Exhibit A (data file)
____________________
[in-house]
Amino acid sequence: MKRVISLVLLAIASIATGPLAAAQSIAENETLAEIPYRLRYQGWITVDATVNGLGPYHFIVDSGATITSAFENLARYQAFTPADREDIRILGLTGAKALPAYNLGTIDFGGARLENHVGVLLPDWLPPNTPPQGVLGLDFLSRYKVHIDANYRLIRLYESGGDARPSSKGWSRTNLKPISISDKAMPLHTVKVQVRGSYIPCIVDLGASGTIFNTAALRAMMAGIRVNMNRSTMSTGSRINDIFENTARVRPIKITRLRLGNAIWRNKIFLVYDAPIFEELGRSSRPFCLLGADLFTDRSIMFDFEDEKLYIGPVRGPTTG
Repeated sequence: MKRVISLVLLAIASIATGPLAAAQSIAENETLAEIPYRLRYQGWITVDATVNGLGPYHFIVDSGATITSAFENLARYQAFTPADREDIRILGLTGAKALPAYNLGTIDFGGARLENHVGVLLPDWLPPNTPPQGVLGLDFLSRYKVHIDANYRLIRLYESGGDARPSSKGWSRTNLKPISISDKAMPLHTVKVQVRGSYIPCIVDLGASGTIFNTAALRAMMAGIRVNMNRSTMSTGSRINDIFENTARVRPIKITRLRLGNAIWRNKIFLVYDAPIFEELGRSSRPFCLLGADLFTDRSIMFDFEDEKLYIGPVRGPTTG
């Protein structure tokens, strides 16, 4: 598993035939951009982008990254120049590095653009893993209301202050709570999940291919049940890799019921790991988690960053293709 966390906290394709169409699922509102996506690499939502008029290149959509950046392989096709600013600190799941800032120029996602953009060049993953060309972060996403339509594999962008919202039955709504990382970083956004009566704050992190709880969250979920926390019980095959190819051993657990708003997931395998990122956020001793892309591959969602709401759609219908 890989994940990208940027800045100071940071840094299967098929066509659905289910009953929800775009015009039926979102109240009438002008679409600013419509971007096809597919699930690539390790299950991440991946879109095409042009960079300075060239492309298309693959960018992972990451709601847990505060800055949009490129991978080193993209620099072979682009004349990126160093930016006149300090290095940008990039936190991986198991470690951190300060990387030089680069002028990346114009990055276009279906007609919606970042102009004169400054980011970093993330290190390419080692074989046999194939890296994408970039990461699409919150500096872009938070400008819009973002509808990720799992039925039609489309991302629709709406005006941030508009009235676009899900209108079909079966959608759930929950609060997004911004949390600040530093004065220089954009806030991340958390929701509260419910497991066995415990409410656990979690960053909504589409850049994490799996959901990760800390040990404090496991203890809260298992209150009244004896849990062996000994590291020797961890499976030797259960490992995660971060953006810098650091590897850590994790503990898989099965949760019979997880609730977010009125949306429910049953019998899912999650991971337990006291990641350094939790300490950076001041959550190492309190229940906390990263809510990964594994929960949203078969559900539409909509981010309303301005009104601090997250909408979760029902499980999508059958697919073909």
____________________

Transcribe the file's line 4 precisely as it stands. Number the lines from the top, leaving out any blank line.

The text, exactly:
């Protein structure tokens, strides 16, 4: 598993035939951009982008990254120049590095653009893993209301202050709570999940291919049940890799019921790991988690960053293709 966390906290394709169409699922509102996506690499939502008029290149959509950046392989096709600013600190799941800032120029996602953009060049993953060309972060996403339509594999962008919202039955709504990382970083956004009566704050992190709880969250979920926390019980095959190819051993657990708003997931395998990122956020001793892309591959969602709401759609219908 890989994940990208940027800045100071940071840094299967098929066509659905289910009953929800775009015009039926979102109240009438002008679409600013419509971007096809597919699930690539390790299950991440991946879109095409042009960079300075060239492309298309693959960018992972990451709601847990505060800055949009490129991978080193993209620099072979682009004349990126160093930016006149300090290095940008990039936190991986198991470690951190300060990387030089680069002028990346114009990055276009279906007609919606970042102009004169400054980011970093993330290190390419080692074989046999194939890296994408970039990461699409919150500096872009938070400008819009973002509808990720799992039925039609489309991302629709709406005006941030508009009235676009899900209108079909079966959608759930929950609060997004911004949390600040530093004065220089954009806030991340958390929701509260419910497991066995415990409410656990979690960053909504589409850049994490799996959901990760800390040990404090496991203890809260298992209150009244004896849990062996000994590291020797961890499976030797259960490992995660971060953006810098650091590897850590994790503990898989099965949760019979997880609730977010009125949306429910049953019998899912999650991971337990006291990641350094939790300490950076001041959550190492309190229940906390990263809510990964594994929960949203078969559900539409909509981010309303301005009104601090997250909408979760029902499980999508059958697919073909």